There are at least three things assured in life: death, taxes and daylight saving time. But unlike the first, the other two are guaranteed to happen once a year, with the latter bringing shorter days and longer nights.
Daylight saving time, which ends Sunday at 2 a.m., local time, is the moment all clocks get set back one hour from standard time during the fall in order to make better use of natural daylight. This adds an extra 60 minutes to the day and always happens on the first Sunday of every November.
While it could be easy to spend that extra time in bed or in front of the television, it is recommended to use it to complete important personal tasks.
Below are six tips on how to spend the extra hour during daylight saving time.
1. Check your smoke detectors. It is easy to forget about that circular device attached to the wall or ceiling that stands between residents and a fire. Take the time to change and test the batteries in the detector. The risk of dying from a fire in a home is cut in half if there is a working smoke alarm, according to FEMA.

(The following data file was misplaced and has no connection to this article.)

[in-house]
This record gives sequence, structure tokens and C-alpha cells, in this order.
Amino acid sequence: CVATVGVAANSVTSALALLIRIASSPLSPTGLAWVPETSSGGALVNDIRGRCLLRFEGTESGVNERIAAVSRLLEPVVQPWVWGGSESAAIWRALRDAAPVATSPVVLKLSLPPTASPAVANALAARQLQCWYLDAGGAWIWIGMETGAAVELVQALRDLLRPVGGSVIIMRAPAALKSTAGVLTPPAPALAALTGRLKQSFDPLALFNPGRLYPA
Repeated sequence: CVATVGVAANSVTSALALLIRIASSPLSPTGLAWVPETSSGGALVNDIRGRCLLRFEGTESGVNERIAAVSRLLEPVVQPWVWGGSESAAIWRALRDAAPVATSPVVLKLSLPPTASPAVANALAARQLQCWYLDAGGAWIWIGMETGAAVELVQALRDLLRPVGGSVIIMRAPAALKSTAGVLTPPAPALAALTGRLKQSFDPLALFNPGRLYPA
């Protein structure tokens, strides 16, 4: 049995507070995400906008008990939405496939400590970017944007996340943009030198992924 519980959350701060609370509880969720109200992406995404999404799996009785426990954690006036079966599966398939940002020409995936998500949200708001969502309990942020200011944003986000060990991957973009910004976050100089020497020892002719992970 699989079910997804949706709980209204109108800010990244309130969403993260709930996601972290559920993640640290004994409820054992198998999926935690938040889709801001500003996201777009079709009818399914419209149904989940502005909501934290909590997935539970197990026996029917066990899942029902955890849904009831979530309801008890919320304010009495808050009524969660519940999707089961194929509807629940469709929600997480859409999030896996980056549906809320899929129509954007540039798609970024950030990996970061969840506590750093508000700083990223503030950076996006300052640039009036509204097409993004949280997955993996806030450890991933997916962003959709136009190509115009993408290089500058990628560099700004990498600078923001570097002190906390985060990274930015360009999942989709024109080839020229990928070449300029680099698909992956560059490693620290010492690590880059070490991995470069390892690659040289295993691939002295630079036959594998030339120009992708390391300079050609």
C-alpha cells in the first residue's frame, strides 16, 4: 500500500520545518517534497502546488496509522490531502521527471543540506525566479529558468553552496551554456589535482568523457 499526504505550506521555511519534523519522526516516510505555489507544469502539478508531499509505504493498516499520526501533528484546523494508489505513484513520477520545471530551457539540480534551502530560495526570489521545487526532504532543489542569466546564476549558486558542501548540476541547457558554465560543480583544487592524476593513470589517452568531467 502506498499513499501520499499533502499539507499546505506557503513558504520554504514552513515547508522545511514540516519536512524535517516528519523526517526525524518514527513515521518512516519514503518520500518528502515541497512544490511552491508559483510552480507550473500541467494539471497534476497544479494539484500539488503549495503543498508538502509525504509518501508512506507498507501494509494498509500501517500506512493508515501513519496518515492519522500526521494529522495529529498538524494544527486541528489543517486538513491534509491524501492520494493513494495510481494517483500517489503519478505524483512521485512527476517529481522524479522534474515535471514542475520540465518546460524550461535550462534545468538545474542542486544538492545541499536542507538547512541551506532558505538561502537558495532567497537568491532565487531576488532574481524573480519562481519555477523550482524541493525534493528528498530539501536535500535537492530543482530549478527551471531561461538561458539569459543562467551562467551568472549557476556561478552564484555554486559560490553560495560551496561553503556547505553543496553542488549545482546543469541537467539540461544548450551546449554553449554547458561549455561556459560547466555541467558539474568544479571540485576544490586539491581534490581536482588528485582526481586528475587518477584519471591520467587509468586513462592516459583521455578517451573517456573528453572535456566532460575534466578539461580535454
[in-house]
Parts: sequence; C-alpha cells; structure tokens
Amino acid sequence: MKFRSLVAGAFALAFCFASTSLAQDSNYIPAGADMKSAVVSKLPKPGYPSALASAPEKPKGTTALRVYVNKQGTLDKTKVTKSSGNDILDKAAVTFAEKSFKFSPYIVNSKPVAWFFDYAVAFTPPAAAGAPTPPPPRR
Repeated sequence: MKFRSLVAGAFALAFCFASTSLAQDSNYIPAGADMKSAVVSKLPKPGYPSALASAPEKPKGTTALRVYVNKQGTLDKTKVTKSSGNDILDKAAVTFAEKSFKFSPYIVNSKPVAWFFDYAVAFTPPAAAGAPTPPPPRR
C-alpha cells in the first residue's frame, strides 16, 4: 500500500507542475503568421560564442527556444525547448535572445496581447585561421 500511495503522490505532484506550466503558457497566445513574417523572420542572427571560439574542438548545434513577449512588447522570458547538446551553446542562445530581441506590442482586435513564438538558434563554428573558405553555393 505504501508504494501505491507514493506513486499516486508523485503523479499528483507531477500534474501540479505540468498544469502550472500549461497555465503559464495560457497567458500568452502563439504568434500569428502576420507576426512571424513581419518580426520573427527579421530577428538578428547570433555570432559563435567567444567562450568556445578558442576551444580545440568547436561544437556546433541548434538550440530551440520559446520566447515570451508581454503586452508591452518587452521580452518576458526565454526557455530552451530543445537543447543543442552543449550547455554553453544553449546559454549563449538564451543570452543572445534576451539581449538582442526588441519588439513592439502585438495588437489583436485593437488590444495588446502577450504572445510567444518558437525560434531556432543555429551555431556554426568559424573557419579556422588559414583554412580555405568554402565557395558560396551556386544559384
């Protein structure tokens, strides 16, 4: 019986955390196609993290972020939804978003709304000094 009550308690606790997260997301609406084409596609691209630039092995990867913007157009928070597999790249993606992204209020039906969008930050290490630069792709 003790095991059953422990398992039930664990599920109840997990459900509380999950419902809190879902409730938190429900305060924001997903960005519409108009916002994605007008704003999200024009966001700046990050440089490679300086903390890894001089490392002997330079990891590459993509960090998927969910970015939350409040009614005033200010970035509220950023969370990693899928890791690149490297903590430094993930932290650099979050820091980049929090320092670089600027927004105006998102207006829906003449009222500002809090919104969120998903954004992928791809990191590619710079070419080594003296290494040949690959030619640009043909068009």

2. Change passwords. Using an old high school password is not going to fly if protecting identity and important information is a priority. Changing passwords at least once a year is recommended. Data breaches can go undetected for months, possibly years. Change passwords or use a password manager.
3. Check credit score. This is a number some people try to avoid year round. However, it is important to see where one's credit score stands. If it isn’t up to standards, the extra time can be used to create a plan for how to repair credit history.
4. Discard old medication. Many people are guilty of not properly disposing of expired medicine and instead allowing it to sit in cabinets for an extended period of time. Make sure all old medication is properly discard by scratching out personal information and disposing of the bottles. Expired medicine can be harmful to children and is ineffective against fighting illnesses.
5. Check tire pressure. An under-inflated tire can lead to a car crash, loss of vehicle control and a tire blowout. Those types of tires have a higher risk of failure and damage, according to the National Highway Traffic Safety Administration.
6. Treat yourself. While people should make sure they do everything that applies to them on this list, they should also take the time to spoil themselves, if possible. Enjoy favorite cookies, cook a favorite meal, take a run or do something that bring smile-inducing pleasure.